The primary disadvantage; well, I really don't see any disadvantage.  Having a single concept such as "Hypercube [Line Items]" helps you realize that the primary items is really just like a dimension.  The only difference between primary items and members is that primary items have data types because they will contain fact values.


Nonunique hypercubes

"Nonunique hypercubes" is a possibility, but I reject that approach because it really does not make much sense.  Why would you do this?  An example of this is some XBRL-based public company financial reports to the SEC.  One example is Microsoft.  They use "us-gaap:StatementTable" for each of the primary financial statements, for some disclosures, and then specific hypercubes for other disclosures. (Download)

(Click for more information)

There are no real advantages to this approach really.  Frankly, it is confusing.  You can see that confusion when you compare how different public companies report information to the SEC.

The disadvantages of this approach is that, again, you cannot use the hypercube to extract information for a specific report fragment from a report.


So there you have it.  Which alternative is best?  Well, that depends on what you want to achieve I guess.

Posted on Sunday, January 22, 2017 at 07:55AM by Registered CommenterCharlie in | CommentsPost a Comment | EmailEmail | PrintPrint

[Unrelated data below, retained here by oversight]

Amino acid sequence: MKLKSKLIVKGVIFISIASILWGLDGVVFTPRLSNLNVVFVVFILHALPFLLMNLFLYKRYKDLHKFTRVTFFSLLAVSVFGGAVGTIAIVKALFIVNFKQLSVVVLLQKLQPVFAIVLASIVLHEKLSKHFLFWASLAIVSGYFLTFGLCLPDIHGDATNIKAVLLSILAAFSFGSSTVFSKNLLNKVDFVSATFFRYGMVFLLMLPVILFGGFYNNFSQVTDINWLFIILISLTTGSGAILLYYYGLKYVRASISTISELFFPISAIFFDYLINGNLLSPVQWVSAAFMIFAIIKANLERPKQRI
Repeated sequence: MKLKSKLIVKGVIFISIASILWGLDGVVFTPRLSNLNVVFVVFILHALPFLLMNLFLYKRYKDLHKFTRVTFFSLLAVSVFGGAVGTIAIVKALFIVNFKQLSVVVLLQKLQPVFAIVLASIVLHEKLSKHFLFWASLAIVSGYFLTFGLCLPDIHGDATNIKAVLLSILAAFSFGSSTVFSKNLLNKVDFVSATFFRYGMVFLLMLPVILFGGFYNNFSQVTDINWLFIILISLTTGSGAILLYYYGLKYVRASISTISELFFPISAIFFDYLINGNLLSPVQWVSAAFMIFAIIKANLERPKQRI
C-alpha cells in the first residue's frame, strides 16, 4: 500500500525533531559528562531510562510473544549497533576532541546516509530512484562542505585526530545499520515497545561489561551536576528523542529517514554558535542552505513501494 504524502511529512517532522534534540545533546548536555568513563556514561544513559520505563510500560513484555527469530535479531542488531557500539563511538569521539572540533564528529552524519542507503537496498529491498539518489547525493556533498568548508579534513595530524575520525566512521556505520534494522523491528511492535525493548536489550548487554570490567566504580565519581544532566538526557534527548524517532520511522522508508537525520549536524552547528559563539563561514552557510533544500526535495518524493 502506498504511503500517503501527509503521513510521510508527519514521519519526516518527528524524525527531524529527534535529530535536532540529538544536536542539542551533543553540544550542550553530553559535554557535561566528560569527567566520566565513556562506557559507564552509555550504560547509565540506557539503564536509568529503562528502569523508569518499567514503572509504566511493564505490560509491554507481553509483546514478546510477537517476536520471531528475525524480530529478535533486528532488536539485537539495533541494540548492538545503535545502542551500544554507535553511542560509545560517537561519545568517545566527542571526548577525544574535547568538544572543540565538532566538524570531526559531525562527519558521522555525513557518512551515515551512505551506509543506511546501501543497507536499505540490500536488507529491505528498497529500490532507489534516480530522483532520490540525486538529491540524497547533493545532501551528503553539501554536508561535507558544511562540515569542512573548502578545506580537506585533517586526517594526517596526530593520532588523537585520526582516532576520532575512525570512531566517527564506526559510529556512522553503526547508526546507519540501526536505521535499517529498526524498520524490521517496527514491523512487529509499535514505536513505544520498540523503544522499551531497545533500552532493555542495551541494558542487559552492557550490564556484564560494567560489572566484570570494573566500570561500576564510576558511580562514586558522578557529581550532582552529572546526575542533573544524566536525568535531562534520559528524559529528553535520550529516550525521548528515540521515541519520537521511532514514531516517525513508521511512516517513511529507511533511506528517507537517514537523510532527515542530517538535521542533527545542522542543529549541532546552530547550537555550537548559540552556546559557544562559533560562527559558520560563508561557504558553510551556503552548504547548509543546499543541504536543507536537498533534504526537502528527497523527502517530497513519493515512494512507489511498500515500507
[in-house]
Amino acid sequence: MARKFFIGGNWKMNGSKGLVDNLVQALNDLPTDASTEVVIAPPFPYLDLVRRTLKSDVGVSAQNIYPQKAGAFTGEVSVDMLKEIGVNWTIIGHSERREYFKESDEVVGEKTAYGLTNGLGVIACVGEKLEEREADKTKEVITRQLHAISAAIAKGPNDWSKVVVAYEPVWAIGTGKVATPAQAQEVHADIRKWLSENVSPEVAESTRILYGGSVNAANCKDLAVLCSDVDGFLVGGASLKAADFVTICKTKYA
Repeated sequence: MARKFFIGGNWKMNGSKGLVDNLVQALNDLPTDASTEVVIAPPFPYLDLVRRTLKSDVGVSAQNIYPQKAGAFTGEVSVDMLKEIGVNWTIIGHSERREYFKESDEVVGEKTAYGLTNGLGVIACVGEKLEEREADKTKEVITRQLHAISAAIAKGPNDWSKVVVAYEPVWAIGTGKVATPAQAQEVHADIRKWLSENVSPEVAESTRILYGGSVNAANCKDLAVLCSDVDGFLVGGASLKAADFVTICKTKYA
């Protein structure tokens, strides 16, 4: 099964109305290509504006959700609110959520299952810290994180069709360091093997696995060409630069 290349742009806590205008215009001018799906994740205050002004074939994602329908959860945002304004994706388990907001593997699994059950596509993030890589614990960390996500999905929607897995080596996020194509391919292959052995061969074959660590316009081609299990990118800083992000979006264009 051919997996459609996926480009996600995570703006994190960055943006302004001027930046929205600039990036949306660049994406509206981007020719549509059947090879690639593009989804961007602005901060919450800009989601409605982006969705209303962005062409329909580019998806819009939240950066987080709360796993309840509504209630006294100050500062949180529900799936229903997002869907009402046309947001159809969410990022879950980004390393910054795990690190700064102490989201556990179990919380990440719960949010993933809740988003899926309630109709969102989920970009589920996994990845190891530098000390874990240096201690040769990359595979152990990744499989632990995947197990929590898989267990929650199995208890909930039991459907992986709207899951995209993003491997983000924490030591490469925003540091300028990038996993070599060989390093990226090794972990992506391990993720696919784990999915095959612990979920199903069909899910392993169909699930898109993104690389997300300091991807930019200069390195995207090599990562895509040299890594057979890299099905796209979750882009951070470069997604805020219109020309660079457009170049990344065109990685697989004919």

Understanding that XBRL is a Knowledge Media

Most people think about XBRL in terms of what it is.  Using that definition, XBRL is a global technical syntax for exchanging information.  Another way of looking at XBRL is in terms of the value it provides. Using that definition, XBRL imparts knowledge.  XBRL is a new medium.  XBRL is a high-fidelity knowledge media.

In his book, Systematic Introduction to Expert Systems, Frank Puppe discusses the notion of knowledge media. This figure, a modified version inspired by Frank Puppe's Figure 3.2, shows some knowledge media in order to contrast some specific advantages and disadvantages of the different media.  This will help you see the value of the XBRL knowledge media:

Inspired by Frank Puppe's Figure 3.2, page 21.

The graphic shows a knowledge bearer on the left which imparts some knowledge to a knowledge receiver on the right via some knowledge media.  Just a few knowledge media are shown.  Here is a summary of some of the advantages and disadvantages of the list of knowledge media which are shown in the graphic above: